Budget and Cash Flow Forecast - What's the Difference?
This is the time of year all businesses should be preparing budgets and cash flow forecasts. The preparation of these is essential - the reason being that unless you know your anticipated income and associated expenditure, along with the peaks and troughs of your flow of cash, you will find it difficult to successfully manage your business, be it a business that owns one rental property or a large multinational corporation.
To put it simply, a budget is an itemised summary of likely income and expenses for a given period, usually twelve months in advance. It is typically created using a spreadsheet, and it provides a tangible, organised, and easily understood breakdown of how much money you have coming in and how much is going out. It’s an invaluable tool to help you prioritise your spending and manage your money—no matter how much or how little you have.
Cash Flow Forecast
On the other hand, a cash flow forecast is an estimate of the timing and amounts of cash inflows and outflows over a specific period, usually twelve months. A cash flow forecast shows if a business needs to borrow, how much, when, and how it will repay the loan. The cash flow forecast is also called cash flow budget or cash flow projection.
Difference Between a Budget and a Cash Flow Forecast
The difference between a budget and a cash flow forecast is that the budget will show expected income and expenditure for a full twelve-month period, whereas the cash flow forecast will break down month by month when you expect the money to actually be spent or received.
If you pay a single annual insurance premium, the cash flow will show the full amount in the month that the premium is to be paid, not an average monthly amount.
If your total annual rent is, for example, $24,000 but you pay it in twelve monthly instalments, your budget will show your annual rent cost of $24,000 but your cash flow will show it as $2,000 spent every month.
How to Draft a Business Budget
The first step is to set sales and/or profit goals. If you have been in business for a while, take your businesses management accounts and use those as the basis for developing your sales targets. For a start-up business, begin by estimating what type of realistic profit you'd like to see in the coming year. The reason you start with sales and/or profits is because this information will drive the rest of your estimates for costs, expenses, and capital expenditures.
The second step is to figure out gross profit margin. Again, this is much easier if you've been in business for a while. In that case, estimate the cost of your goods sold (beginning inventory, goods purchased or manufactured, shipping charges, etc.) and subtract that from your overall sales revenue. Note this step is not always relevant to all businesses.
The third step
is to calculate the operating expenses. A good place to start, once again, is those management accounts. These accounts should include an itemised list of the fixed and variable expenses you incurred during the year, including salaries and wages, rent, postage, research, travel, utilities, taxes, etc. If you're just starting out, you're going to have to brainstorm to make sure you factor in all the costs you will incur. The last step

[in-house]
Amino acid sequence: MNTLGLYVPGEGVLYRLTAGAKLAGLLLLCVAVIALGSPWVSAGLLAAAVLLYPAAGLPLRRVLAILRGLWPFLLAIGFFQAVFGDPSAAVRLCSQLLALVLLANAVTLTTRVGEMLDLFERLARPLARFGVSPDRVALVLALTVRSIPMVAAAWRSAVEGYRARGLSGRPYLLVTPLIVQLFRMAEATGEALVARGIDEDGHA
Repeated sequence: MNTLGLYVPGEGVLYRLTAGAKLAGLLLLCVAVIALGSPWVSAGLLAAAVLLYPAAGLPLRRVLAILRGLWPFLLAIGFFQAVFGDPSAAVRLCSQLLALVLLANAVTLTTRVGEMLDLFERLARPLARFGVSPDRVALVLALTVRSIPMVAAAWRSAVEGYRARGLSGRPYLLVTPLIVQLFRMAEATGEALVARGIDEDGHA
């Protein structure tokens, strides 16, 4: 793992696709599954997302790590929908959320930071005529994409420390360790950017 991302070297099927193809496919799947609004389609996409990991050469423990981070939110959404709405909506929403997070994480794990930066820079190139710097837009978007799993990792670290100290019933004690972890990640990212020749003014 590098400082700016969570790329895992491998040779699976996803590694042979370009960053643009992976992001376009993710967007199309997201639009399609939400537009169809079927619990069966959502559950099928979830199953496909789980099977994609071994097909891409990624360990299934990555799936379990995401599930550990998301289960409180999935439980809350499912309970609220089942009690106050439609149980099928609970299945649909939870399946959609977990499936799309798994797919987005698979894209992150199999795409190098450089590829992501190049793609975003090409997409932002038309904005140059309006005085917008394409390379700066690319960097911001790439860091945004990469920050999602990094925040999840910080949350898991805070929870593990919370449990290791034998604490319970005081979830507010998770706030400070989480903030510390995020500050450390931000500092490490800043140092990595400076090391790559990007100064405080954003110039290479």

in generating your budget is to review and readjust figures. This is achieved by re-examining the estimations for sales and expenses. With this you most likely will want to go back and readjust your estimates to reach your profit targets. This may mean you purchase fewer new supplies in the coming year or you need to add new employees. Factor in these adjusted costs and or savings and run the numbers again. You may need to bite the bullet and go to an accountant to help with your budget figures
. Either way, remember that it's important to use realistic figures so that your budget can help you guide your business. A budget works on common sense; if you made $100,000 last year in revenue, common sense indicates you won't make a million next year. You are best off estimating in the range of $80,000 to $120,000. But be prepared to make adjustments to your budget as the year progresses. You may have set your sales figures too high when an economic slump hits your business. Or, conversely, you may land a client that doubles your business.
How to Convert your Business Budget to a Cash Flow Forecast
As stated previously, a budget is an itemised summary of likely income and expenses for a given period, whereas a cash flow forecast is an estimate of the timing and amounts of cash inflows and outflows.
The first step in the art of converting budgets to cash flows is to break your sales revenues into expected cash flow in each month. Remembering to build in cycles such as Christmas and Easter along with the natural sale cycles. For instance, if you sell ice cream, you will sell more in the summer months versus the winter months.
The next steps follow neatly on. Once you know your cash inflows, you should be able to work out your cash outflows. Remember to build into your forecast things like tax payments for the business and any employees, along with GST and capital expenditure.
Planning and monitoring your budgets and cash flow forecasts will help you identify wasteful expenditures, adapt quickly as your financial situation changes, and achieve your financial goals. When you actually see the breakdown of your expenses, you may be surprised by what you find. This process is essential to fully grasping how things can add up. Creating a budget and subsequent cash flow forecast will decrease your stress levels because, with these reports, there should be no surprises.